A rise in the number of shoppers last month could suggest a more positive start to the year for retailers, according to experts.
Footfall numbers in Scotland were 1.5% higher in January than a year ago - up from the 0.2% rise recorded the previous month, a report showed.
It was the best performance since March 2015 and was ahead of the UK average of 1.2%.
However, the shop vacancy rate in Scotland in January of 9.1% was an increase from 8.7% in the previous quarter.
The figures were published in the monthly SRC-Springboard Footfall Monitor.
David Lonsdale, director of the Scottish Retail Consortium, said: “This second successive month of growth in shopper footfall is encouraging and may point to a more positive start to the year for retailers after what was a decidedly downbeat 2015 as a whole for the industry in Scotland.
“By contrast, however, the deterioration in the shop vacancy rate is less welcome. One in every eleven shops in our town centres is empty, higher than the comparable figure for the UK.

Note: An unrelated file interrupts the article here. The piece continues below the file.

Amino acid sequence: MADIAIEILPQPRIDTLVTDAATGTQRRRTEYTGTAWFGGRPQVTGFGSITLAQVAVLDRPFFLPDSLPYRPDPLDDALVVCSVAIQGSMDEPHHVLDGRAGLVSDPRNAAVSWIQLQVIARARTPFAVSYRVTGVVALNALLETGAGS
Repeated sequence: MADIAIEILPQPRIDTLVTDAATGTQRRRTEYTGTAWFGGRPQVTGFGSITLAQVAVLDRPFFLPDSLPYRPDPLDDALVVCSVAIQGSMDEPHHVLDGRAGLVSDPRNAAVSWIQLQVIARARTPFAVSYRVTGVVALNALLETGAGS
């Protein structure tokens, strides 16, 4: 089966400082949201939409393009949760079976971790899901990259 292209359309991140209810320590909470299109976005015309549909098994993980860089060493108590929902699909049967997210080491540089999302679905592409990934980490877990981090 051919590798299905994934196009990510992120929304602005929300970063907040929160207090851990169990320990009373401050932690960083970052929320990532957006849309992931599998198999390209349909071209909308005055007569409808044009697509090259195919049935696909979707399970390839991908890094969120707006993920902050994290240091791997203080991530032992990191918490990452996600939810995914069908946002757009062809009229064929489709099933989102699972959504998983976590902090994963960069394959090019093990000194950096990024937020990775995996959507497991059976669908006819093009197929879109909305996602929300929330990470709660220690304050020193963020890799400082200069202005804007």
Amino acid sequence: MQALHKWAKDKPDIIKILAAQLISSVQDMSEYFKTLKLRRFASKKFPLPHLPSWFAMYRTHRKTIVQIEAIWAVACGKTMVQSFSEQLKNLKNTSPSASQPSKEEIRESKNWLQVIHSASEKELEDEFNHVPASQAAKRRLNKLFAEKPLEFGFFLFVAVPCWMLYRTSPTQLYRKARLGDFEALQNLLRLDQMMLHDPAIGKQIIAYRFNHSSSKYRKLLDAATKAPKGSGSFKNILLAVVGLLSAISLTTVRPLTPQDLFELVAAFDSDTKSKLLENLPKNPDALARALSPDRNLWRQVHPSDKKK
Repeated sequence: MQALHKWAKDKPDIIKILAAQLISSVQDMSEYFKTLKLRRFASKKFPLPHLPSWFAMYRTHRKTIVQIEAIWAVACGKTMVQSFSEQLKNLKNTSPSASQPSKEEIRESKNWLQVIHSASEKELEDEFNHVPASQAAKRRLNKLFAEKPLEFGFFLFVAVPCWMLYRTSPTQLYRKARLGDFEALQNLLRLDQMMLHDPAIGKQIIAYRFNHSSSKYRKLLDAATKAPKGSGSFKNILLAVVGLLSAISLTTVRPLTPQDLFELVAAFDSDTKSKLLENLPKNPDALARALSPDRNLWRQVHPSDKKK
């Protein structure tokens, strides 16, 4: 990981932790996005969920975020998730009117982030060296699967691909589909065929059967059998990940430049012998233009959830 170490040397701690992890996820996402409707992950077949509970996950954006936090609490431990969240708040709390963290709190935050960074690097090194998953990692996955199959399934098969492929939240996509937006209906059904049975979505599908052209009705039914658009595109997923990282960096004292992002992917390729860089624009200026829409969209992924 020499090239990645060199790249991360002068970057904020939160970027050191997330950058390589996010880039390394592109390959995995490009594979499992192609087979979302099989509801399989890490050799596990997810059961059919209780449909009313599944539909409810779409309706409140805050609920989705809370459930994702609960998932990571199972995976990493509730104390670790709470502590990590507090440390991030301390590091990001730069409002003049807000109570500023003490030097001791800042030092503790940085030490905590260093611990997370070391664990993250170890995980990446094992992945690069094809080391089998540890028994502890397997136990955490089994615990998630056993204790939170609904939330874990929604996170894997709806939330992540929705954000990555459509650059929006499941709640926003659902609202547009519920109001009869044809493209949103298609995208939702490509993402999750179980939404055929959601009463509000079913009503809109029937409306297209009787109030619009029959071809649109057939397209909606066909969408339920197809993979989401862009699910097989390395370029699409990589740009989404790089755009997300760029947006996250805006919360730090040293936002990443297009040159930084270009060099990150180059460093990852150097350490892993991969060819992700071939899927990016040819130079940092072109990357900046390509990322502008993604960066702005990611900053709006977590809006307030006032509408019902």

“There is no more pressing issue for the industry than the prohibitive cost of business rates, which has moved in the eyes of many retailers from an irritation to mission critical in recent years.”
Speaking about the rise in vacant shops in Scotland, Diane Wehrle, marketing and insights director at Springboard, said: “Evidence shows the driving force in the drop in vacancies across the UK to be an increase in pop-ups and temporary lets in the run up to Christmas and which are still occupied.
“It seems that Scotland’s retail destinations are lagging behind in the demand from occupiers for space which is a challenge moving forward into 2016.”